I mean, he’s not just some average United Methodist who goes to church on Easter and Christmas Eve. He’s not merely “religious” or just a “churchgoer.” At 40 years old he was “born again,” and he did it to replace alcoholism. To get over alcoholism, he had to seclude himself with a group of other born-again Christians, study the Bible nonstop, and let the power, wonder-working power of Jesus Christ replace that demon that made him want to drink.
And he hasn’t let go of that zeal. He doesn’t just look to religion for comfort. It rules his life, as alcohol once did.
He believes in a literal interpretation of the Bible. Thank God most Americans, even many self-identified “Christians,” don’t read the Bible. The nation would be scared to death.
And it probably should be. This is the man leading our nation into a war against Islam–er, terrorism. I try not to think about what the Revelation to John says about what needs to happen in this particular region in order for the End Times to come and everything to turn out okay for the Christians.
Honestly, I try not to think about it too much because it scares me to my core. Just the process of simple deduction is frightening…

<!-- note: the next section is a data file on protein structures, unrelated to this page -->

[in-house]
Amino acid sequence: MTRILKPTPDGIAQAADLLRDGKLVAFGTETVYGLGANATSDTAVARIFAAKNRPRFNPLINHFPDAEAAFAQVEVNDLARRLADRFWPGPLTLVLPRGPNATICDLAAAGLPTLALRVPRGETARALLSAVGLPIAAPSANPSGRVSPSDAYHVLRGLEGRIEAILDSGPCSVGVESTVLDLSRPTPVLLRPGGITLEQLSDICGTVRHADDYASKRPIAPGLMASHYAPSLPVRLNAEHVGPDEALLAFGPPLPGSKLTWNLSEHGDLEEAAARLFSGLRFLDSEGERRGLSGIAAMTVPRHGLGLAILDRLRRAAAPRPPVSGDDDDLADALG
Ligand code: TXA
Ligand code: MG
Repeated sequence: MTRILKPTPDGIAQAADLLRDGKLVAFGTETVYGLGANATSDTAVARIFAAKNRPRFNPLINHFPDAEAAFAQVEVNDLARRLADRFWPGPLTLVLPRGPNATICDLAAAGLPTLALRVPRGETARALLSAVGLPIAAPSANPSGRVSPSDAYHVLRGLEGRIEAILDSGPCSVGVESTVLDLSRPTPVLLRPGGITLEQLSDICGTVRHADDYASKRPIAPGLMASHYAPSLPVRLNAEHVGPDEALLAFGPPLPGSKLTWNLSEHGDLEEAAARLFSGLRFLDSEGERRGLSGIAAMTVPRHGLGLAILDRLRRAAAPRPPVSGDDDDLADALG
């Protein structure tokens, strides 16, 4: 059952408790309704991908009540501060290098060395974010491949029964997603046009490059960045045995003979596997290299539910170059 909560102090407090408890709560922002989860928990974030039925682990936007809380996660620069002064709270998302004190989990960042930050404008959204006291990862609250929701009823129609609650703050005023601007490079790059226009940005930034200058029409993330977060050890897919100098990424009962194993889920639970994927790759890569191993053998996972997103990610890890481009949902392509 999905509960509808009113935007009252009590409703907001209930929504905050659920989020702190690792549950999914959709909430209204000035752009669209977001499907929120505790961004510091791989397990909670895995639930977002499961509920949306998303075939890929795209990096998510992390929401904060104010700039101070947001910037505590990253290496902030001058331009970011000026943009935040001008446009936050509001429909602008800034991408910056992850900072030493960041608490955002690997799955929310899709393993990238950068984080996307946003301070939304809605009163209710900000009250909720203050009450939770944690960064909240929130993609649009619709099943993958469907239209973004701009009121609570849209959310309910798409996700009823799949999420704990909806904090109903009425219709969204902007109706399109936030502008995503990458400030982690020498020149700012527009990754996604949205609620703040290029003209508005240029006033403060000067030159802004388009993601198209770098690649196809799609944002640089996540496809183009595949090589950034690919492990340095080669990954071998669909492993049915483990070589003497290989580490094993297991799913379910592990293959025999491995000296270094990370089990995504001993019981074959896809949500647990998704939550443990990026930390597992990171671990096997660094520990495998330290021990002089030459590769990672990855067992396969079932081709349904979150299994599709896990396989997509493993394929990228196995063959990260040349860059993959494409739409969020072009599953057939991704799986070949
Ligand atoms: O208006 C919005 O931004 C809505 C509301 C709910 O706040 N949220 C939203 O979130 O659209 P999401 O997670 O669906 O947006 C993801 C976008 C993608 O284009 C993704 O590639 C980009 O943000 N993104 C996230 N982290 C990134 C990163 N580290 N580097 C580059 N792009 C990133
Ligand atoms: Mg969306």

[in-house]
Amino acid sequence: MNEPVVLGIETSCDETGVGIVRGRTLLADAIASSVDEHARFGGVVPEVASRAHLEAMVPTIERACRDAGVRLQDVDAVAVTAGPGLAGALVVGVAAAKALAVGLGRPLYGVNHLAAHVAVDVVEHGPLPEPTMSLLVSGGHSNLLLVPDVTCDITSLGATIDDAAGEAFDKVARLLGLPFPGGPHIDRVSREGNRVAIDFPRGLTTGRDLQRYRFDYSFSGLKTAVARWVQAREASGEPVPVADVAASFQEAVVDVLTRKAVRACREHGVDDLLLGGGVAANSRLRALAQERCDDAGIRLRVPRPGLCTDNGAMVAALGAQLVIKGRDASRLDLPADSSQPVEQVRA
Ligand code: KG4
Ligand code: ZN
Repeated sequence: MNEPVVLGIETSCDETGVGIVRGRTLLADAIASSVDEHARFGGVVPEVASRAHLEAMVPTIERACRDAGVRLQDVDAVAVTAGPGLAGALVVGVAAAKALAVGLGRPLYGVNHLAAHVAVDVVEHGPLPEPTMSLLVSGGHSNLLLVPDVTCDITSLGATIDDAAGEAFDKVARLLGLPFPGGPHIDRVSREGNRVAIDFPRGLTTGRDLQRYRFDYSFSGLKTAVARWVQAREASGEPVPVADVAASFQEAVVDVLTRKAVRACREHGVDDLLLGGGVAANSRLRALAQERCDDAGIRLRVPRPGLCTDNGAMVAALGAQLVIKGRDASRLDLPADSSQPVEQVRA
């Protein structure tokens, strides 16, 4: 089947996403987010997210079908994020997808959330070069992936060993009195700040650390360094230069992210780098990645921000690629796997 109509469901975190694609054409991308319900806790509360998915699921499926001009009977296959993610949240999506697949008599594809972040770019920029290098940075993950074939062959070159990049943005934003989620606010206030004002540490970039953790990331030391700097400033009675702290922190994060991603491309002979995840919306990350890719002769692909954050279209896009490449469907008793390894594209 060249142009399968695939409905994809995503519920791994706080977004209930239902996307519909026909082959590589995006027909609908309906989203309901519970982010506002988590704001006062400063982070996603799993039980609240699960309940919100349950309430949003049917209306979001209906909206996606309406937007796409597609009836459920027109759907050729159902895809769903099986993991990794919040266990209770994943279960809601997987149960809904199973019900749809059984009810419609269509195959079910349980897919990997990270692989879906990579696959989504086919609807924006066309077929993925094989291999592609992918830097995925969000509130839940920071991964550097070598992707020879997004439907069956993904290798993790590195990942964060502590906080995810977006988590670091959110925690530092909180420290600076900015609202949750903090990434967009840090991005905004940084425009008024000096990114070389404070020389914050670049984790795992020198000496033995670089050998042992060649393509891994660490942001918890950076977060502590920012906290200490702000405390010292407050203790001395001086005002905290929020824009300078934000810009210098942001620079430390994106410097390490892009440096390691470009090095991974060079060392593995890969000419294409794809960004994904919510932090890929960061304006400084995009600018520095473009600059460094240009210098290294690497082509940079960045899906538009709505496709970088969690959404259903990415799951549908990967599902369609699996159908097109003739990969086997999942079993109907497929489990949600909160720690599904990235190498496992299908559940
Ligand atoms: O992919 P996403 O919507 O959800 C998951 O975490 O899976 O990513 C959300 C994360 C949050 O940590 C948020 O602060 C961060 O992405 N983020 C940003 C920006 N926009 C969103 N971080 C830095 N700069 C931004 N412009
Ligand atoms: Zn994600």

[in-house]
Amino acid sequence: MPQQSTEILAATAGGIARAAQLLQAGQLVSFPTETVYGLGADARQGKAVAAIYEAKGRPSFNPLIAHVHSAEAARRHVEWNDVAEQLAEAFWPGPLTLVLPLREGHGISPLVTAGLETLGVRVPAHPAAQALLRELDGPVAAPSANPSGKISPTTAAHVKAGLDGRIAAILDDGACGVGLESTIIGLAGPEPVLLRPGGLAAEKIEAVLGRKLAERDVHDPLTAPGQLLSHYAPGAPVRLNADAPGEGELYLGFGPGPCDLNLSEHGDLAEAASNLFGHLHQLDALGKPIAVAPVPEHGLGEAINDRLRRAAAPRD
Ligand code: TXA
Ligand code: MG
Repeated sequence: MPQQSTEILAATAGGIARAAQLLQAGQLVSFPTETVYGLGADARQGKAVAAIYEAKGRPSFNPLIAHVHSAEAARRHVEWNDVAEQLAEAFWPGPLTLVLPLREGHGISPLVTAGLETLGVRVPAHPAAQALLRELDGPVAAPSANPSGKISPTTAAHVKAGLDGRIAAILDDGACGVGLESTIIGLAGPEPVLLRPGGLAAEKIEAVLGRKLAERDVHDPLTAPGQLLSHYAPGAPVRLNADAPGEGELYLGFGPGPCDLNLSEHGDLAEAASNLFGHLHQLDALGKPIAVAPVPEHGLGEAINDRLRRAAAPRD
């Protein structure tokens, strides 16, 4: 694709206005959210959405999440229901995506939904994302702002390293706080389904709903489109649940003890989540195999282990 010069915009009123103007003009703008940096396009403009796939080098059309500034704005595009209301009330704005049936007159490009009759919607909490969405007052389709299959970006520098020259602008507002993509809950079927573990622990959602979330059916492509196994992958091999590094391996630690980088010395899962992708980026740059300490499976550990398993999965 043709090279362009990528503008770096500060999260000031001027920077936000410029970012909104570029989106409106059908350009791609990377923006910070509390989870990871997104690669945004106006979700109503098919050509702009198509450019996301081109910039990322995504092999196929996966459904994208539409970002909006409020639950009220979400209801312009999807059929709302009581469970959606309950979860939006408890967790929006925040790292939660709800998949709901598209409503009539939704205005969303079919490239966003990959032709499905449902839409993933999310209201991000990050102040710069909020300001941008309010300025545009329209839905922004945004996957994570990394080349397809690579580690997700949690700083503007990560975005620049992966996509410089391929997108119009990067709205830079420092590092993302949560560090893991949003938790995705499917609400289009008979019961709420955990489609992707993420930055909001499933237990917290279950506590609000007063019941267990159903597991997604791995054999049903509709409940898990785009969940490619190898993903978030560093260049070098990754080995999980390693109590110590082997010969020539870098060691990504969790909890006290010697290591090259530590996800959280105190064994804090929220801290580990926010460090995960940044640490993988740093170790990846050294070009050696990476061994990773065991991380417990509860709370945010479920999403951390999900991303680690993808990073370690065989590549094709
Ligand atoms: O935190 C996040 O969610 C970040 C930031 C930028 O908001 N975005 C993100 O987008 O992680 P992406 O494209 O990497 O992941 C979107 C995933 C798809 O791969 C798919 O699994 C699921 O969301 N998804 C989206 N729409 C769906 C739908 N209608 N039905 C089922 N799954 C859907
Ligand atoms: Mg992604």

2. Born-again Christians really do yearn for the End Times–at Village Christian we talked about the signs of the End Times literally every week. (Most popular theme for a collage in art class? “The End Times Are Coming–Can’t You Tell?”, illustrated by pictures from secular magazines that show the disintegration of society.) If a born-again Christian ever tells you he doesn’t yearn for the End Times, tell him I say he’s fulla shit. At Village, we couldn’t wait for the frickin’ Rapture.
3. The most powerful man in the world, commanding the mightiest army history has ever known, is a born-again Christian.
4. He is active in the Middle East. Very active.
I’m sure there are reasons not to be worried. But I haven’t found them yet. The last Crusades were about ridding the region of the wicked influence of Islam. Although Muslims have a keen sense of their history, our president is so tone deaf (he’s never set foot on Middle East sand a single day in his 56 years) that he doesn’t even know not to say the word “crusade.” I have little doubt that in private he and his fellow-believing inner circle regard the Crusades the same way that Village Christian publicly does–as one of Christianity’s finest achievements. (Any other view would be moral relativism.) You might doubt this. I can’t.
That’s the problem. When I imagine these men sitting together, planning the course of U.S. military action, I don’t have to speculate about one of the strongest and most intimate influences on each one of them. The problem is, no mind reading needed here, I know exactly how they think.Powered by Sidelines